It’s taken a while to materialize, but the old formula seems to still be working.
In past economic downturns, states and jurisdictions looking for new ways to raise tax revenues turned to gaming by either legalization or expansion. That was the case in Pennsylvania and Florida; in Kansas and Illinois; in Maryland and Oklahoma.
And judging by news reports from several gaming and non-gaming states, it appears the industry will soon spread in the United States from sea to shining sea, and into new countries and territories internationally.
Will this expansion bring a revival of the gaming industry overall? The chances are good, because it will grease the advancement skids at the top levels and open up positions all the way down the ladder.
On the manufacturing side, it becomes something of a boon because new properties will need new equipment. And at a time when most casinos plan to tough it out with the equipment they have on hand, this is good news for vendors. And once new equipment gets into the market in greater numbers, existing properties must respond to keep their current customers happy.
States are also beginning to realize that their residents are crossing borders to gamble, leaving their entertainment budget for casinos in other states (and the attendant taxation, as well). So now we see Ohio and Kentucky get serious about considering gaming.
Ohio as recently as last November rejected a gaming referendum. However, it appears Ohio voters were smart voters by understanding that last year’s referendum would only have benefited one company and city, while bringing only marginal tax revenue to the state. A recent proposal inked by Penn National Gaming would spread the benefits around the state and give all gaming companies a chance to benefit.
In Kentucky, the long-fought battle to rescue the state’s floundering but sacrosanct racing industry is coming to a head. Racing officials are finally seeing real problems on the horizon (as if they weren’t there before!). With the Maryland racing industry now propped up via slots, following Pennsylvania, Florida, Delaware, New Jersey, New York and others, there is now a sense of urgency in Lexington to get something accomplished so all segments of the racing industry will benefit.
Massachusetts, which last year saw the legislature dismiss a clever three-casino plan put forth by Governor Deval Patrick, is back at the table after enduring another brutal fiscal year. While it’s not clear if there’s enough willpower to pass it, a closer examination of the budget may force their hands.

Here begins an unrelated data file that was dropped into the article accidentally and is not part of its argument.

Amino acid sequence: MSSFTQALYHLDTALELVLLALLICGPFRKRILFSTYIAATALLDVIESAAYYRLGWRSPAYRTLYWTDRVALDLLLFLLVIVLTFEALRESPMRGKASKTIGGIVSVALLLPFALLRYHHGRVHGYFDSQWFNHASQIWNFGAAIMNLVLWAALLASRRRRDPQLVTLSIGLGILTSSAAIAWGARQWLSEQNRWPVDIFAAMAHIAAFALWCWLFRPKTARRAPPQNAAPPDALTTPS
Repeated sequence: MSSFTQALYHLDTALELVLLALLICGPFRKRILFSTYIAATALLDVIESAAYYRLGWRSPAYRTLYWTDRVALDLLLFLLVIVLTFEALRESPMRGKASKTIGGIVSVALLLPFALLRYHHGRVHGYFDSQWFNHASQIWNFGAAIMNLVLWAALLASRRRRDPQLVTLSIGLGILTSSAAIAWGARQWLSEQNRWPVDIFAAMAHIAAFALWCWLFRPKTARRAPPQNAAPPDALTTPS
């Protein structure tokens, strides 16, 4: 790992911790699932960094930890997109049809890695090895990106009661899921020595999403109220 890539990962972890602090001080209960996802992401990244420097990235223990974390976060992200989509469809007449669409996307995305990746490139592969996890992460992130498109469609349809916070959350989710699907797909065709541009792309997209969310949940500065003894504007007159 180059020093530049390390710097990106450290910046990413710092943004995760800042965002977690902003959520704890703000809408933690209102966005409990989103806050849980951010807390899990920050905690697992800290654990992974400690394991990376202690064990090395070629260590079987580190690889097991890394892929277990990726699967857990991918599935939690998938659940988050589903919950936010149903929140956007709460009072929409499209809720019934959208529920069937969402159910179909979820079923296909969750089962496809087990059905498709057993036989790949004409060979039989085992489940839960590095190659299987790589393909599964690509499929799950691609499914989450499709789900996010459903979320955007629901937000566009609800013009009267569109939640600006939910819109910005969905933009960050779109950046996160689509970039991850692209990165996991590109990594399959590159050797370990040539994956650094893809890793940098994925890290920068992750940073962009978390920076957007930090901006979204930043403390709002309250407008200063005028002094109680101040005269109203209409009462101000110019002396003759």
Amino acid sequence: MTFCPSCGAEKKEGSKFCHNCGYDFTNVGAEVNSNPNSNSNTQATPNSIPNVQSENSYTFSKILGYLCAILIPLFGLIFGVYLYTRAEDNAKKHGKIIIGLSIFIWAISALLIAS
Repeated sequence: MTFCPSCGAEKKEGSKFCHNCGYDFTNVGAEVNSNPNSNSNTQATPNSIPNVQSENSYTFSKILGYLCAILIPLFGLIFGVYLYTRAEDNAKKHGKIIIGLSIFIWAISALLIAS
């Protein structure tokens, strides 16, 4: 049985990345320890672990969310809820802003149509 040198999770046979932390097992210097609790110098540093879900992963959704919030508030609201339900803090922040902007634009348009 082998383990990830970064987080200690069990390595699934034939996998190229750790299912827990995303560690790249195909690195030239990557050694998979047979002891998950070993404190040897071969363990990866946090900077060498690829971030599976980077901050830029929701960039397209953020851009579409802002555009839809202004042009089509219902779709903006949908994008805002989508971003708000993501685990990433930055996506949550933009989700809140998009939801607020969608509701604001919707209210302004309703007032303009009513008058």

In Delaware, the approval of slots in neighboring Maryland and Pennsylvania has hurt the racinos. A new pro-gaming governor will likely approve pseudo-sports betting (lottery-style) and table games, transforming their racinos into something special for the East Coast.
There are problems with this “good news” scenario, however.
First, the ridiculous restrictions put on new gaming industries usually means years of growing pains.
Taxes and fees are the first hurdle. New York established taxes on its racinos of close to 80 percent initially. When no one bit, the state reduced the rate slightly, but it is still the highest in the nation. Other states have similarly onerous tax rates that make taking full advantage of gaming impossible. With such high rates, companies are limited in how much they can invest to get a decent return. High tax rates generally mean lower tax revenues, lower investment and fewer jobs and other benefits, but for some reason, legislators can’t understand this.
Also a problem is the time it takes to get the industry off the ground. In Pennsylvania, it took four years to get the first racino opened. Compare this to New Jersey 30 years ago, which took less than 18 months to open its first casino. The politics involved with setting up an industry, establishing a regulatory scheme and making all the “appropriate” appointments is staggering.
Internationally, we witnessed a major move in Asia last month with the approval of gaming in Taiwan. Again, the major reason behind this legalization was the slumping economy. But Taiwan is following the Singapore model of a reasonable tax rate and high investment: more hotels, meeting and convention space and non-gaming amenities.
If only U.S. jurisdictions could get that message.